Sputnik V’s ugly cousin. Clinical results for Russia’s EpiVacCorona vaccine are finally here, but developers published in an obscure local journal, raising questions and concerns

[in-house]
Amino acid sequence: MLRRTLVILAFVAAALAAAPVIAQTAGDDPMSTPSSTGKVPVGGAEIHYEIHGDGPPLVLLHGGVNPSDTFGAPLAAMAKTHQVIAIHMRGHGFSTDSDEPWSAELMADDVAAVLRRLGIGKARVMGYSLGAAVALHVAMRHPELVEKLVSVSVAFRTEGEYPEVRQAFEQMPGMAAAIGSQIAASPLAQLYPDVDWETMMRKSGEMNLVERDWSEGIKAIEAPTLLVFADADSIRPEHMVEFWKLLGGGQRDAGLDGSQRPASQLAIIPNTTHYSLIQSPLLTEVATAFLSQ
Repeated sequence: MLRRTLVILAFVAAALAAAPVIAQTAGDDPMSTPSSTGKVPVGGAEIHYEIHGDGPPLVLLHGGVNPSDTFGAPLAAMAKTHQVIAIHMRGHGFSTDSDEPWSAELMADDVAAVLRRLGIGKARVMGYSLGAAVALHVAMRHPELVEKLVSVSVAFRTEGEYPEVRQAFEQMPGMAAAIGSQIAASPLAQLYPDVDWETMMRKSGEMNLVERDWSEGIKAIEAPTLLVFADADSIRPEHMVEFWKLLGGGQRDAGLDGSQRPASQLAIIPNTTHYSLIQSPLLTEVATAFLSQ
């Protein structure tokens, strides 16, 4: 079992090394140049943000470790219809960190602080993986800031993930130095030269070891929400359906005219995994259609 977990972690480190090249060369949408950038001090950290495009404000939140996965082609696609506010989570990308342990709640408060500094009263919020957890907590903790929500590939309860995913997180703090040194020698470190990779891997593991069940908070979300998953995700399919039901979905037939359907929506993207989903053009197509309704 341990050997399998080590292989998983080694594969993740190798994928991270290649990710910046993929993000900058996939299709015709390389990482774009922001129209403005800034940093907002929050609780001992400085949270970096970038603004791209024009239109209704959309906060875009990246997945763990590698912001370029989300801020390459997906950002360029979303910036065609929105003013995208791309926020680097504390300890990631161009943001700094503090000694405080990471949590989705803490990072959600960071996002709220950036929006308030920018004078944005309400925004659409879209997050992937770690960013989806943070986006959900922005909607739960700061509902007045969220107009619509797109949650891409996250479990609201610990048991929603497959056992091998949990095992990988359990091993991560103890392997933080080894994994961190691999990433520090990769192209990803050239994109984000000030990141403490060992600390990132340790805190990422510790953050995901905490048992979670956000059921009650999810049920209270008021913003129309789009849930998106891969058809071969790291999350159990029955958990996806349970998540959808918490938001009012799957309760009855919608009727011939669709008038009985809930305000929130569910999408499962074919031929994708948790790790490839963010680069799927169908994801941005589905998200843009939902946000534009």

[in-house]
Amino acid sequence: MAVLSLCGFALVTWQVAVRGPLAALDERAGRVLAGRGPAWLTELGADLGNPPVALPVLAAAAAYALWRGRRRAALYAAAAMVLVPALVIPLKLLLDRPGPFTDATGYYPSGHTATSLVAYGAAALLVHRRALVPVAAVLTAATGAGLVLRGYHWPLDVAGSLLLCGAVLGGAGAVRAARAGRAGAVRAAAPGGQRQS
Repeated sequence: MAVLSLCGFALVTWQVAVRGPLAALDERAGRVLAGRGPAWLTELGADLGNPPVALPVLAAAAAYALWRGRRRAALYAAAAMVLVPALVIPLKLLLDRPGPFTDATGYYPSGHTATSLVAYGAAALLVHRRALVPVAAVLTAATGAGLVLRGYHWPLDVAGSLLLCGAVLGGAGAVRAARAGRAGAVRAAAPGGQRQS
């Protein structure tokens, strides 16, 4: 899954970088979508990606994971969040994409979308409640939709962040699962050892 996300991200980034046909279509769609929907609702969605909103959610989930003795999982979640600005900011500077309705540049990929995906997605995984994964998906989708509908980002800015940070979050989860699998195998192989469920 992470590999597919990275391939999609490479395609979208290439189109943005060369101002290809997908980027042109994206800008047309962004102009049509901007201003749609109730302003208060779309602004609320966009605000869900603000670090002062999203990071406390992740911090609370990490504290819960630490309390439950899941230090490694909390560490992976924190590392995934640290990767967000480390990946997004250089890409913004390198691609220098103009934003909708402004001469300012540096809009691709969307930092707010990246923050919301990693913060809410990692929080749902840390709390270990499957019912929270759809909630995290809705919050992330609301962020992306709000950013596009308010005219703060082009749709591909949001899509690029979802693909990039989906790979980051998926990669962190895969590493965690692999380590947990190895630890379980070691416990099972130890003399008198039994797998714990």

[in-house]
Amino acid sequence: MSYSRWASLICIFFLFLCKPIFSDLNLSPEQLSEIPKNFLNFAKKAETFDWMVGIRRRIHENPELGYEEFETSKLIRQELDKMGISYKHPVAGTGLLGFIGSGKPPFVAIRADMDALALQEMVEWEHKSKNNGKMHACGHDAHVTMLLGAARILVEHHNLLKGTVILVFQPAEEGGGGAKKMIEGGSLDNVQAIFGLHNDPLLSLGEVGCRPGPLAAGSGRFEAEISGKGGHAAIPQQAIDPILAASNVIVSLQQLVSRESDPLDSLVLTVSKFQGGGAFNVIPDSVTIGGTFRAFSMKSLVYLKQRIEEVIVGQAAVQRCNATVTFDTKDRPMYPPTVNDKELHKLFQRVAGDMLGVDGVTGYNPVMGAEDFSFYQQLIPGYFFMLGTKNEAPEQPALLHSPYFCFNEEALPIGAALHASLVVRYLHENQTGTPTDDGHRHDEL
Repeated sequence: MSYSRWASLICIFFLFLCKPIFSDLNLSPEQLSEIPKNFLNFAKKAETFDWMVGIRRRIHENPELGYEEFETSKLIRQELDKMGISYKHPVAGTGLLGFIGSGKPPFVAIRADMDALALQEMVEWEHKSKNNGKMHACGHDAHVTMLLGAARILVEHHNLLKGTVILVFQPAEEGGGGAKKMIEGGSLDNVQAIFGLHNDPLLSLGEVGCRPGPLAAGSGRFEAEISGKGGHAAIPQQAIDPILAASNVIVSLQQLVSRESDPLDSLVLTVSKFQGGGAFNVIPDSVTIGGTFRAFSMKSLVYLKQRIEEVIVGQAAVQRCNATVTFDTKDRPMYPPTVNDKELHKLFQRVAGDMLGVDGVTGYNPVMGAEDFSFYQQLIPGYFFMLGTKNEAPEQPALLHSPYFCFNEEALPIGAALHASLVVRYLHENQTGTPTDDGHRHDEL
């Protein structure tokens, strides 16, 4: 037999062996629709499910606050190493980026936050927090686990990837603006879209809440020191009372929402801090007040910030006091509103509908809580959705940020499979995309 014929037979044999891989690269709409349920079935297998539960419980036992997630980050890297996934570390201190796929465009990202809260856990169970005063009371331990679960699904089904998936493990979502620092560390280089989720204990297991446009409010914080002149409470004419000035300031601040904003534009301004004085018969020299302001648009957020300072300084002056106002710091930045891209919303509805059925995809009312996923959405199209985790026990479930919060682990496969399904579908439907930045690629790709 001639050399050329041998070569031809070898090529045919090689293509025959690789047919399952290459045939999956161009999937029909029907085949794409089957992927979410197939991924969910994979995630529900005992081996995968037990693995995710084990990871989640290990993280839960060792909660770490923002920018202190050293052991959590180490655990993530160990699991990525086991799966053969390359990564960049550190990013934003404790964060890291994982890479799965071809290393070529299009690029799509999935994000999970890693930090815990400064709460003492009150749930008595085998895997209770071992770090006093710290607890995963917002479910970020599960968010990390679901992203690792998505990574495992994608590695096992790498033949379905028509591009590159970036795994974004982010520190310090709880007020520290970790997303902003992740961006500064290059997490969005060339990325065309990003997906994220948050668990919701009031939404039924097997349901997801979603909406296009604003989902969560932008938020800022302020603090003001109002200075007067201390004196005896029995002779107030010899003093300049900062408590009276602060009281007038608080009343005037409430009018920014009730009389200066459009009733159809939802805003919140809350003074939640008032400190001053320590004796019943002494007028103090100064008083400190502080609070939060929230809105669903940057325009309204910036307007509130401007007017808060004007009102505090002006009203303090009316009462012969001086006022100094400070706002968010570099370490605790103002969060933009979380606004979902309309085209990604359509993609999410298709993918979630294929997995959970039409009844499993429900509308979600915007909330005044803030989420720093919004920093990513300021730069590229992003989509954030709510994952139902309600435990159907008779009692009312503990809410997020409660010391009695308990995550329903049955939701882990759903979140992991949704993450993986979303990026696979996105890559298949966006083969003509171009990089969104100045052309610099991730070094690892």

As the drug’s developers promised in a recent interview with Meduza, we now have a peer-reviewed scientific article that makes the case for EpiVacCorona, Russia’s latest coronavirus vaccine. Though the research didn’t arrive until March 25, the drug itself won regulatory approval back in October 2020 and has been available to Russian patients outside clinical trials for months. Until yesterday, the only public information about the vaccine was limited to two patents, several statements by Russia’s consumer protection agency (which controls the institute that developed EpiVacCorona), and a few interviews with the drug’s creators. Unfortunately, the long-awaited evidence leaves much to be desired. Notably, scientists released the article in a little-known Russian journal called Infection and Immunity, despite indications from health officials that the research would appear in a more authoritative outlet like The New English Journal of Medicine or The Lancet (which published the first peer-reviewed evidence for the “Sputnik V” vaccine). Meduza reviewed the EpiVacCorona article and asked three experts to assess its strengths and weaknesses.



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